Spousal maintenance, previously and more commonly referred to as alimony, is a spouse’s court-ordered obligation to pay for the support and maintenance of the other spouse.
But not all spouses will qualify for spousal maintenance. Whether a spouse qualifies for maintenance will depend on a number of factors outlined by Arizona law.
In order to qualify for spousal maintenance, one of the following must be true:
- You do not have enough property, including property that will be awarded to you in the divorce, that could adequately provide for your reasonable needs
- You do not have the ability to be self-sufficient or lack the earning capacity to be self-sufficient in the labor market
- You are custodian of a child whose age or condition is such that you seeking employment should not be required
- You contributed to your spouse’s educational opportunities
- Your marriage was of “long duration” and you are of an age that may prevent you from ever becoming self-sufficient by employment
Even if only one of these criteria is true of your situation, you may be able to qualify for spousal maintenance.
Determining Spousal Maintenance Amount/Duration
Once it is clear you qualify for receiving maintenance, there is no clear-cut amount of maintenance you will receive. Similarly, there is no definite amount of time you will receive it for. The amount and time will be based on factors such as the length of your marriage, your age, your employment history, your earning ability, physical/emotional health and similar factors.
Also as important is whether your spouse will still be able to meet his or her own needs while also making maintenance payments to meet yours. If the spouse is unable to do so, you may not receive spousal maintenance even though you qualify under Arizona law. Talk to a lawyer to get a full picture of whether you should expect spousal maintenance based on the specifics of your Arizona divorce.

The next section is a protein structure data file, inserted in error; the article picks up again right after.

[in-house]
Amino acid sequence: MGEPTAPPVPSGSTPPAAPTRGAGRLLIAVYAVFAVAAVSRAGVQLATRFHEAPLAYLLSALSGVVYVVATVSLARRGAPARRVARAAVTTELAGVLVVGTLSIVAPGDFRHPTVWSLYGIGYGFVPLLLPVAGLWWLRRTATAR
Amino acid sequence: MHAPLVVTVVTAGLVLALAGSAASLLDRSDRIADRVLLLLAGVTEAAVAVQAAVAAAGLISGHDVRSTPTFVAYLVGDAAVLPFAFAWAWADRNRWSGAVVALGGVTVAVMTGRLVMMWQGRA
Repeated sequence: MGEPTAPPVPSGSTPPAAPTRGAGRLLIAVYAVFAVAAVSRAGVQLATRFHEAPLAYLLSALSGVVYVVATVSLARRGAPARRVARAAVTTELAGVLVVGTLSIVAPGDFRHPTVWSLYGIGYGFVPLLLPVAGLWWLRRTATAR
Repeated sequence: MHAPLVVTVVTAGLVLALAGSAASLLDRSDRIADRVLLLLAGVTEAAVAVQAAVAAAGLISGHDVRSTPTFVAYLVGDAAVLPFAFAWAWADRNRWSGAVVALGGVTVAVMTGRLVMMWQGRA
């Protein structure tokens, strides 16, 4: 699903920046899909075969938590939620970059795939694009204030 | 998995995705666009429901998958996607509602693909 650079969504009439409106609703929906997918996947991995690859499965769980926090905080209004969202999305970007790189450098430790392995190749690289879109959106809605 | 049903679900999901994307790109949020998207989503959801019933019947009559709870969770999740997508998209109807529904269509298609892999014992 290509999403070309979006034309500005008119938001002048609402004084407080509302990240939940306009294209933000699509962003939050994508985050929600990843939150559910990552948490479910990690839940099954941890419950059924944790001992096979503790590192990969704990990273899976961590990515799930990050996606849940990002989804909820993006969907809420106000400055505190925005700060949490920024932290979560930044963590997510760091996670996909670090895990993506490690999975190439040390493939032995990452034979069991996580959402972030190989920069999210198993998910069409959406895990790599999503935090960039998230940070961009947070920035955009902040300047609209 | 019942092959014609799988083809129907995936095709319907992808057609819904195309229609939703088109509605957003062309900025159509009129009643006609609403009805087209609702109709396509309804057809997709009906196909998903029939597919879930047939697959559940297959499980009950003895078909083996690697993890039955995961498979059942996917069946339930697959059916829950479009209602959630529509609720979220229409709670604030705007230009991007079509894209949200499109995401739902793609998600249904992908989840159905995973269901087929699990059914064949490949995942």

The Goal of Arizona’s Spousal Maintenance
In Arizona, spousal maintenance is “rehabilitative” in nature. Maintenance will be awarded in an amount and for a length of time that will enable you to become “self-sufficient.” This means different things in different cases, and to some extent is viewed in the context of the standard of living established during the marriage, especially if the marriage is of long duration.
In certain circumstances, you may receive maintenance for the rest of your life. Typically, this occurs if all of the following is true:
- The marriage is of long duration
- The earning abilities of you and your spouse are significantly different
- It is not anticipated that during your lifetime you can become self-sufficient
Making Your Own Agreements
Spousal maintenance does not need to be decided by an Arizona court. If you and your spouse agree on the amount and length of time you will receive maintenance, you may also agree that the maintenance is “non-modifiable” as to the amount and/or duration.
This means that no matter what happens to either of you during the term of maintenance, it cannot be modified. This is not the case if your case proceeds to trial and a judge enters an award of maintenance. In that case, your maintenance is subject to being modified by you or your spouse, upon a showing by either of you that there has been “a substantial change in circumstances” after the original award.
Maintenance ends upon your death, your spouse’s death or your remarriage unless you and your spouse agree differently. Finally, it is worth noting that spousal maintenance will be taxable income to you and deductible by your spouse, unless the two of you specifically agree otherwise.
Contact us at Hallier Stearns PLC for more information about spousal maintenance. We are here to protect your interests and ensure you obtain what is equitably yours. , contact Hallier Stearns PLC here